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Trump’s trade war is as American as apple pie


Trump’s trade war is as American as apple pie

The combination of nostalgia, economic populism and anti-China nationalism is irresistible

Tim Stanley

I suspect Donald Trump’s threat to slap tariffs on steel and aluminium imports might not happen. This is about leverage. He wants to frighten his global competitors into rewriting the free trade deals that have sucked US jobs overseas. He also wants to put China back in its box. As trade policy goes, this is bold strategic thinking. It’s also a rare example of a politician keeping his word.When Trump came out for protecting industry in his election campaign, Republican critics called him a heretic. Not true. Until the thirties, the Republicans, who were once strong in the industrial North East and Midwest, backed protectionism. Conservatives swallowed free trade at the outbreak of the Cold War because it helped to build up overseas allies against the Soviet Union (all the while that the US also bankrolled their defence), and the necessity of this game plan was clear up until the fall of the Berlin Wall. But after 1989, even though it no longer served any strategic interest, Republicans and Democrats continued to support policies that helped US companies shift jobs overseas. Large parts of Middle America were devastated.
The big winner was China. Some 2.7 million US jobs migrated there from 2001-2011, of which 2.1 million were in manufacturing. Globalisation of this scale and speed undermines Western security by empowering its non-democratic competitors. It’s true that America’s allies complain that they will be hurt by tariff walls even more than China but, as the conservative journalist Daniel McCarthy has written, it’s perverse that they should insist the US bleed itself dry to keep them happy, while their common enemy actually grows richer and more capable of harm. American trade policy is sticking to a Cold War-era logic, except that in this version of the conflict, the bad guys are winning.The economists who criticise Trump for ignorance on trade make some good points. If he did impose steel tariffs, he’d drive up the cost of manufacturing at home and hurt consumers. But the free traders display their own naïveté when writing about Beijing. The world is not, as too many suppose, driven by dispassionate market forces that seek to make everyone richer and freer. China is run by a communist party that uses capitalism to advance nationalist goals — and its trade policies, far from being utopian, include cheating and dumping. Why shouldn’t the US fight back?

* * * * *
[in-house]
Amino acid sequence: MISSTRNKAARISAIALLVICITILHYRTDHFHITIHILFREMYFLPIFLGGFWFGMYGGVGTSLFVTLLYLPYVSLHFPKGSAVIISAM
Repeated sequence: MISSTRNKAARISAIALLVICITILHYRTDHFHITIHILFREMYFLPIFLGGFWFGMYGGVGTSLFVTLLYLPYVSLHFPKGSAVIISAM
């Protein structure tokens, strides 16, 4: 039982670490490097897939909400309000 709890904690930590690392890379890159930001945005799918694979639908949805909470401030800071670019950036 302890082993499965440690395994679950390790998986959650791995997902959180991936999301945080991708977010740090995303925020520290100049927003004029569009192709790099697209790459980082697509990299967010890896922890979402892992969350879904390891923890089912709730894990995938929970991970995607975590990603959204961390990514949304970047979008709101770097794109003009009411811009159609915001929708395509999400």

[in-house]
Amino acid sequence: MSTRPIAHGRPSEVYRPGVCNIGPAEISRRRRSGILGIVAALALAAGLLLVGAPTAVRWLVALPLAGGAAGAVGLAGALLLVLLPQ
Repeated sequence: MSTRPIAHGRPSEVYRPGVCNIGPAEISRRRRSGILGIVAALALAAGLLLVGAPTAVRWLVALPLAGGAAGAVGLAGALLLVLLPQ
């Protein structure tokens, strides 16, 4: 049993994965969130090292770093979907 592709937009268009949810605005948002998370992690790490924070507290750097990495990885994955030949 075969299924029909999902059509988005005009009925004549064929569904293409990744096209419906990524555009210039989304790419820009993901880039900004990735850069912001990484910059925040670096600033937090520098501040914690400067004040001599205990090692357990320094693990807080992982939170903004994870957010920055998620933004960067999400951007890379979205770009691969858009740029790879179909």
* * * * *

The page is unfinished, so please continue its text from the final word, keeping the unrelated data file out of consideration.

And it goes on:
The answer of course is that unilateral action leads to chaos. If America is to come first, the rest of us must come second, including Britain. Trump recently tried to put an eye-watering 292% tariff on a Canadian aeroplane maker, threatening jobs at its plant in Northern Ireland. Happily, the courts threw his suit out. Trump’s economics are essentially Darwinian, and if we are to live in a jungle, the lions will eat the zebras, and Britain isn’t even a zebra. It’s a wee rabbit.That said, it’s not exactly his job to care about the rest of the world. He was elected to represent the people of New Hampshire, not Guangdong province. Why do I mention New Hampshire? Because it’s the state that lost the largest percentage of its manufacturing jobs to China, and it happens also to be the first-in-the-nation presidential primary. That’s why every four years, like clockwork, presidential candidates canvas its towns promising to protect local jobs. Obama did it. The Clintons did it. And when they got into office, they all forgot and backed free trade instead. This is partly for reasons of economic rationalism, for sure, but also because across the world, the Left is trying to hold together an impossible coalition. It wants to be the party of the industrial working-class, but also the virtuous immigrant and the tech-savvy consumer. Trade is a compelling example of where its economic and cultural interests collide.Trump won in part by exploiting that contradiction, by promising to rebuild the country’s industrial class at the expense of the hippie environmentalist or the Mexican immigrant. That’s his path to re-election, too. There might not be that many steel jobs left in the US, but the metal industry is concentrated in those very rust belt states that swung dramatically from Obama to Trump in 2016. Trade is the essential issue to Trumpism: it combines nostalgia, economic populism and anti-China nationalism. The last part is critical. To those who ask why Trump isn’t content to let his low tax policies tempt employers back to the US without threatening tariffs, when the evidence suggests this is already happening, the answer is that they don’t include the satisfying option of shooting the Chinese dragon.
That said, prepare for a climbdown if the world blinks and offers the US concessions on trade. So long as the jobs do return, Trump’s people will be happy. For nothing matches the dignity of skilled labour, of looking at an aeroplane or a cargo ship and knowing you built it. Industry turns regular folk into giants. That’s the American dream.
© The Daily Telegraph

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